Much of the book is spent analyzing Mann’s films and in doing so, Auster creates a reality that never existed. Hector Mann comes alive, and his films feel real as they’re described scene by scene and sometimes, frame by frame. Skeptical, David has no interest in accepting the offer to meet Hector, but he’s soon convinced by Alma, a woman sent by Hector to fetch him. Through her, he learns what happened to Hector and the reason for his disappearance. He learns what Hector has been doing for the past 60 years. The illusions of the book come in many forms, in Hector’s life before and after 1929, in Alma, in David, himself, as he sifts through realities both tangible and on film.
The book works on many levels. As a straightforward story, it has a nice element of suspense. There is the historical context and the feel of a non-fiction work about the silent film era. There is the question of what is more real, the lives people live in the physical world or the ones they create in film and books. And are those created works real if no one gets to see them? Do they need to be shared? Or is it enough for them to exist for a time? Can art exist for itself or does it need an audience? Does the artist own his or her art or, once witnessed, does it belong to the world at large? Who has the right to decide what to do with it? And underneath it all, as with The Dogs of Babel, is the question of what it can take to heal a wounded heart.
I’ve believed for a long time that stories, once released into the world, belong as much to the audience as the creator. Each reader or viewer interprets the work, absorbs it, makes it his or her own. And yet, the original remains with the creator. It’s as if many versions now exist, the original in the mind of the creator, and all the permutations, editions, versions in the minds of everyone who has seen, heard, or read the work. Perhaps, all of them are illusions.
This book is incredibly difficult to wrap my head around and explain what I think. Auster certainly writes sentences well, sometimes bringing me up short with the perfection of a single thought. The descriptions of films are superb. But as for the actual story, I found myself second-guessing every last detail. Did this "really" happen, or is it all a figment of Zimmer's imagination? What are the illusions - the films, the story, life itself? It's just the sort of postmodern hard-to-follow plot one of my brothers loves and I can't stand, because I feel unsettled, questioning, and a little miffed that the author is holding something back from me (or making me fill in part of the blanks of the story - am I doing it right? Did he really mean for me to question everything?). The parallels between Zimmer and Mann, for example, made me wonder about the veracity of the story. I didn't particularly care for the story or the characters, and though I'm sure the ambiguity will make for a fantastic book discussion, this is not the type of book I tend to finish left to my own devices.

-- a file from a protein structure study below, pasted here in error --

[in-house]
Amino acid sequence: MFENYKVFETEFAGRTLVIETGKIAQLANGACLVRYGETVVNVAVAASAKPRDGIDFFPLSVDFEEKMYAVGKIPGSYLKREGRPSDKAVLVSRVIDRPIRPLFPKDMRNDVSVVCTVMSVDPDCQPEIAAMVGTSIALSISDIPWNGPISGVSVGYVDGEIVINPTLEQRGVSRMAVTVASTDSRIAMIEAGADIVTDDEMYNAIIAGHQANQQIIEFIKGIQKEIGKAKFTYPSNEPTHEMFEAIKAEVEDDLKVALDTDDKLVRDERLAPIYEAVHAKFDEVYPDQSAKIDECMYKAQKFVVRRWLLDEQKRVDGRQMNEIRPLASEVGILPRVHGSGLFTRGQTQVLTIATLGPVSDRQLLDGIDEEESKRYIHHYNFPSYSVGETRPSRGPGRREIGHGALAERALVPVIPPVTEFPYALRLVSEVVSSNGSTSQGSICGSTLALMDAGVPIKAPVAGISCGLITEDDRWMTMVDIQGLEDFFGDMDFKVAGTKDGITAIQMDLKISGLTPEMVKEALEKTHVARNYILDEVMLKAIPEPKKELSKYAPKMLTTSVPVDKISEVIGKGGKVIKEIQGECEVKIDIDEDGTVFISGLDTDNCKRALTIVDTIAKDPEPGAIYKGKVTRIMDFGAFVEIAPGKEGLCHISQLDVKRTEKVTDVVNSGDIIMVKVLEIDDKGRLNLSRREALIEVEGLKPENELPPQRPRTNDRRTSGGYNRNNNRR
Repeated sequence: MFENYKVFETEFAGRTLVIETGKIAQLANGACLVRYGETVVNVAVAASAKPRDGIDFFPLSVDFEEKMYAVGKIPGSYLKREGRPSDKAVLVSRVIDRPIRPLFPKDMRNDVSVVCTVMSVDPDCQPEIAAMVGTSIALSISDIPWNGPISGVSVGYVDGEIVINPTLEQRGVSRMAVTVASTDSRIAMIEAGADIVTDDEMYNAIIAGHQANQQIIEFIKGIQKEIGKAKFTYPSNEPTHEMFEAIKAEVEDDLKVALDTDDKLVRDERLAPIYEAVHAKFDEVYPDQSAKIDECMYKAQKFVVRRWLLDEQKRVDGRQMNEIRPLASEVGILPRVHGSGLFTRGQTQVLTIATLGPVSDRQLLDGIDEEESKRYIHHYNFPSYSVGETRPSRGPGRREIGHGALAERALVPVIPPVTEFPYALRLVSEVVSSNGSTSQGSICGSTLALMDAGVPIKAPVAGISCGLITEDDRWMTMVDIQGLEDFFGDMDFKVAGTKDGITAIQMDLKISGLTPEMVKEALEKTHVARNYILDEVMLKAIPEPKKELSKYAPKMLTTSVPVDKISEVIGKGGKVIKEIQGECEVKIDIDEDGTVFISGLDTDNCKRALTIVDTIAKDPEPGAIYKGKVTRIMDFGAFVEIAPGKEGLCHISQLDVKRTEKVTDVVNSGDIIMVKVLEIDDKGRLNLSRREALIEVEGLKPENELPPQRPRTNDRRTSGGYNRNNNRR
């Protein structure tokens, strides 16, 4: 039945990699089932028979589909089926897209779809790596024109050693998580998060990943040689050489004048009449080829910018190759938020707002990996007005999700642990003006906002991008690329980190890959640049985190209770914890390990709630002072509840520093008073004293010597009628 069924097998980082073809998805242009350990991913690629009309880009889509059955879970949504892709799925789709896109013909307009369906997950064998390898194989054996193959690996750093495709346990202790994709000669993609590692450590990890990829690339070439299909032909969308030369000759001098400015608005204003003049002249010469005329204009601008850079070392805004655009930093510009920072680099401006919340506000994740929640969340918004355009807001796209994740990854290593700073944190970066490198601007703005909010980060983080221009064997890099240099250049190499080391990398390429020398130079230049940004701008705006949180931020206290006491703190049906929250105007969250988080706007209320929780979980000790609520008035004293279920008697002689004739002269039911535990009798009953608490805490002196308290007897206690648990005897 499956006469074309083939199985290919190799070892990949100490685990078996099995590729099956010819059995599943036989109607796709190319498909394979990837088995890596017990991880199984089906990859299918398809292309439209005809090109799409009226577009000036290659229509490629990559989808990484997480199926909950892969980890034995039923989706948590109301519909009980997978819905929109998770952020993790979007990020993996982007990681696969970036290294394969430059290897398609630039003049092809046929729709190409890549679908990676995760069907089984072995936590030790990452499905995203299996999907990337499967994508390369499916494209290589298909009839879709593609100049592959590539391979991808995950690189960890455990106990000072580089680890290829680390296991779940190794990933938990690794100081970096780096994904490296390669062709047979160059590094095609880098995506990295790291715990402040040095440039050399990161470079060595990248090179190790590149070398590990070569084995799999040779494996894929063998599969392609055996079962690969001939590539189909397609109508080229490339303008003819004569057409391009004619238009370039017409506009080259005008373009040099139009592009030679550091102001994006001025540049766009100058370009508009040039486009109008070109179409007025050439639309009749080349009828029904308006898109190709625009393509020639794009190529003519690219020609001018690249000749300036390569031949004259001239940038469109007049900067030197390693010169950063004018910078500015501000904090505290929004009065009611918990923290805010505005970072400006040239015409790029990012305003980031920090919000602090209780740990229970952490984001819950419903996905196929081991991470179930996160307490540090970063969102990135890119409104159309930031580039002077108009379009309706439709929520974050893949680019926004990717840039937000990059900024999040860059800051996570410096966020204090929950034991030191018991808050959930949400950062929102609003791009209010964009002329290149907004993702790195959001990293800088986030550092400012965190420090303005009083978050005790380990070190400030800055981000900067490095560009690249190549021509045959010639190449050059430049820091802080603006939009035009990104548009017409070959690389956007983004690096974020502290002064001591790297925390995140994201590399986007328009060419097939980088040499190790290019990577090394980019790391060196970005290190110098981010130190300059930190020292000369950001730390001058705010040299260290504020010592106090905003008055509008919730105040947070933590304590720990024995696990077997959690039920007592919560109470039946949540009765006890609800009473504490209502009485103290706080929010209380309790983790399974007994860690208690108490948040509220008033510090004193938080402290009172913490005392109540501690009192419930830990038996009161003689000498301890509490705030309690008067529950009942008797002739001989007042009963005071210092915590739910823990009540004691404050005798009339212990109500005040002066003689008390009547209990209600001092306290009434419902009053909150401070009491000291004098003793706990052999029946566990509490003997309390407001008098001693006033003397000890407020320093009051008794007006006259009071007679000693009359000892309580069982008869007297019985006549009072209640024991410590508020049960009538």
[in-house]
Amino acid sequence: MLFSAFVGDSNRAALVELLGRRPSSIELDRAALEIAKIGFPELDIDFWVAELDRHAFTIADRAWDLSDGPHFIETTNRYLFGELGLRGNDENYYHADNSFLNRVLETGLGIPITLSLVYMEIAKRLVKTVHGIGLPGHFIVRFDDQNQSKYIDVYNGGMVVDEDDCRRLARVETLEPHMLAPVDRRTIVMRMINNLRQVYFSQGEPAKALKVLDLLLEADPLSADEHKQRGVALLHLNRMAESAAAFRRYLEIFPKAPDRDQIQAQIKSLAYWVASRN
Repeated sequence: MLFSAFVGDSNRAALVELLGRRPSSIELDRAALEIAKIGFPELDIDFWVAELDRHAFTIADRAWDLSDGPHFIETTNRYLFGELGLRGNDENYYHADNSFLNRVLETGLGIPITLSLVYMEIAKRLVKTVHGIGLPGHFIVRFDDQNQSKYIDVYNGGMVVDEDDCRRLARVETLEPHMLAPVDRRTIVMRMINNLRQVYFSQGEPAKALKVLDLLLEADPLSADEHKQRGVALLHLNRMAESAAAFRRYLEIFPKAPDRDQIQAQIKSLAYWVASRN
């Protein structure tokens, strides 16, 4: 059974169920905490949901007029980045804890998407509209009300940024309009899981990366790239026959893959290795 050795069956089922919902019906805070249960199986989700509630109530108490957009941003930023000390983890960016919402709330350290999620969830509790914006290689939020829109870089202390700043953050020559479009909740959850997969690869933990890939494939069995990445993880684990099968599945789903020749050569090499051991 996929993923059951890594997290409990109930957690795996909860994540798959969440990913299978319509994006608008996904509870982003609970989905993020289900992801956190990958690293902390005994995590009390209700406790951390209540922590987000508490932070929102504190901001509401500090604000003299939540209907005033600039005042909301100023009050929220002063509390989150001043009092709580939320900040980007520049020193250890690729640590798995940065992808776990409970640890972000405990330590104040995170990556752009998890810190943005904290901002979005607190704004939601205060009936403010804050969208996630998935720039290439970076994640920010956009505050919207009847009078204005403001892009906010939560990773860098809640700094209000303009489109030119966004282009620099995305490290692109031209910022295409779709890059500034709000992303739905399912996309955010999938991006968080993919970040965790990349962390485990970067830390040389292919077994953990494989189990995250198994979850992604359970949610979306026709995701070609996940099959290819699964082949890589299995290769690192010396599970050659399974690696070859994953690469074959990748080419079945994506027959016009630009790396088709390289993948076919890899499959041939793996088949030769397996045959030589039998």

Here are my comments on the audio version
(November 20, 2006) :
I've been listening to the audio version of this book on my daily commute. I just finished it and I have to say that I loved it. Auster is an amazing reader (you never know what you're going to get when you have an author reading his or her own book) and is very believable as narrator David Zimmer.
David's own storyline is interesting in and of itself, but Auster augments it, intertwining it to splendid effect with that of Hector Mann, a silent film star who mysteriously disappeared in 1929, and (to a lesser extent) with that of 19th Century French writer François-René de Chateaubriand.
There was a moment when I thought that the ending would ruin the book for me, but at the last minute Auster ties things up marvelously producing an ending that is both realistic and satisfying for the reader.
There's a quote on the back of the novel from The Wall Street Journal suggesting that Auster is perfecting his own literary genre. If this is the case I would suggest the genre be called something like literary biography. The book reads almost like a biography, but the story is pure fiction.
The final thing about Auster's writing that confounds me is the way he seems to have separated himself so clearly from his work. While reading The Book of Illusions it's easy to forget that you're reading a story or that the is a piece of fiction. The Book of Illusions is nice and immersive, a book that makes it easy to forget the rest of the world.